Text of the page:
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Diversity, equity, and inclusion

Invisible disabilities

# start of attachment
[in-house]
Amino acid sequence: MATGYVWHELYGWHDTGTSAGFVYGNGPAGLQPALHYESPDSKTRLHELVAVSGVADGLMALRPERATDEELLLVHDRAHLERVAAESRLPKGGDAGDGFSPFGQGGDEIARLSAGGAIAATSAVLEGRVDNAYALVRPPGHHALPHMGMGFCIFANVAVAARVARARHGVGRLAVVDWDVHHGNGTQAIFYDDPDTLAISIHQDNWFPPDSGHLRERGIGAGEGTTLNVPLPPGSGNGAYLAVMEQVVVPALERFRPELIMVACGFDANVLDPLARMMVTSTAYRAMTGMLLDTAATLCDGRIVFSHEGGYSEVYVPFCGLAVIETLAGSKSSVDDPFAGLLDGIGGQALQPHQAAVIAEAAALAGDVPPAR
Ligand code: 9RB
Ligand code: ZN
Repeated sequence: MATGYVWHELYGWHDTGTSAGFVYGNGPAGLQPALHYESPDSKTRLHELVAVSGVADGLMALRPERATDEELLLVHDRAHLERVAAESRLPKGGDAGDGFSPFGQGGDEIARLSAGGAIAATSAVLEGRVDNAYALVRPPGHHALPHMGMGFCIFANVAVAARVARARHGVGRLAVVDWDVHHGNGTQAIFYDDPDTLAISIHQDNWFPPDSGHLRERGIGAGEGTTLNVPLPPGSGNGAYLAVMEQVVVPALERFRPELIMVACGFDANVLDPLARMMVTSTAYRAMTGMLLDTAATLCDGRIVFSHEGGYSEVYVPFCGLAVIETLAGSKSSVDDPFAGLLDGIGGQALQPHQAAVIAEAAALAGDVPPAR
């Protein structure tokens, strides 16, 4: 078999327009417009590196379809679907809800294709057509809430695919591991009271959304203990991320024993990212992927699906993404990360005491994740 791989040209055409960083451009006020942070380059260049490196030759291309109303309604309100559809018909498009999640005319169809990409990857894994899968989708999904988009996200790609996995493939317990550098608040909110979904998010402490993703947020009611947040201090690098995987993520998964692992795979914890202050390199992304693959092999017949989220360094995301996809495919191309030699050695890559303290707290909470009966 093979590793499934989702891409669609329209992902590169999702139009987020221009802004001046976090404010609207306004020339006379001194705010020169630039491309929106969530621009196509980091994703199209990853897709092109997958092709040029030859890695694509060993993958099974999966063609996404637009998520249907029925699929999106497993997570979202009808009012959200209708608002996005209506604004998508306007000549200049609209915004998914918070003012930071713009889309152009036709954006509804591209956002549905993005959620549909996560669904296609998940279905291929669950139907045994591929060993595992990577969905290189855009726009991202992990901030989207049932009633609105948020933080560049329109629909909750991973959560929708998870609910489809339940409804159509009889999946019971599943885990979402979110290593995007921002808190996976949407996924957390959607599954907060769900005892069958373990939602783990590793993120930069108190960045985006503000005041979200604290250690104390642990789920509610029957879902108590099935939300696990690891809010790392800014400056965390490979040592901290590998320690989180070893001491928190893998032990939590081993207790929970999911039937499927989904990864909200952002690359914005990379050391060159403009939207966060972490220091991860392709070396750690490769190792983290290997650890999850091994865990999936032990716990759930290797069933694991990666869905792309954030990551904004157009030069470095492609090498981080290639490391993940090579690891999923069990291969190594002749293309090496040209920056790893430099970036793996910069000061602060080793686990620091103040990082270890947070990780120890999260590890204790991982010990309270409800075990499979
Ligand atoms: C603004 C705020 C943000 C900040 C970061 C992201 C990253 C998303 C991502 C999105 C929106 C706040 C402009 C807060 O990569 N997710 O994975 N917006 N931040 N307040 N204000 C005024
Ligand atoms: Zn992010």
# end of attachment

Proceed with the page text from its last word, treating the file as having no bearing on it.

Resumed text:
While many disabilities are apparent to outside observers, as many as 10% of Americans live with some form of non-visible disability, and many don’t disclose them to their employer. Though there are many forms of hidden disabilities with a range of effects, examples include: Physical: such as hearing loss, cerebral palsy, fibromyalgia, chronic migraines, pain, or fatigue disorders. Neurological: such as autism spectrum disorders (ASD), learning disabilities (LD), Multiple Sclerosis (MS), epilepsy, and others. Mental: such as depression, anxiety, ADHD, etc. While many of these conditions don’t fall within the building standards of the ADA, creating a culture of acceptance and support for “hidden” disabilities is the gold-standard of inclusivity. It places the value of each visitor and staff member in their contributions and acknowledges their limitations in a proactive and supportive way. Steps you can take to create a culture of inclusivity within your office: • Go beyond the letter of the ADA by taking extra considerations in the design and layout of space and ease of navigation. • Encourage employee-led accommodations and feedback and provide good support for requests, such as standing desks or ergonomic chairs. Create a culture where employees can take the steps they need to feel comfortable. • Provide space for employees to meet their needs in an autonomous way. This may include spaces within the office where employees can control light or temperature settings, limit sound, or take advantage of opportunities for rest when needed. For those who struggle with sensory overstimulation, empower them to move around the workplace through privacy and autonomy. • Create effective policies that promote flexible work and inclusive culture. AccessibilityChief Employee Experience OfficerEmployee experienceEquity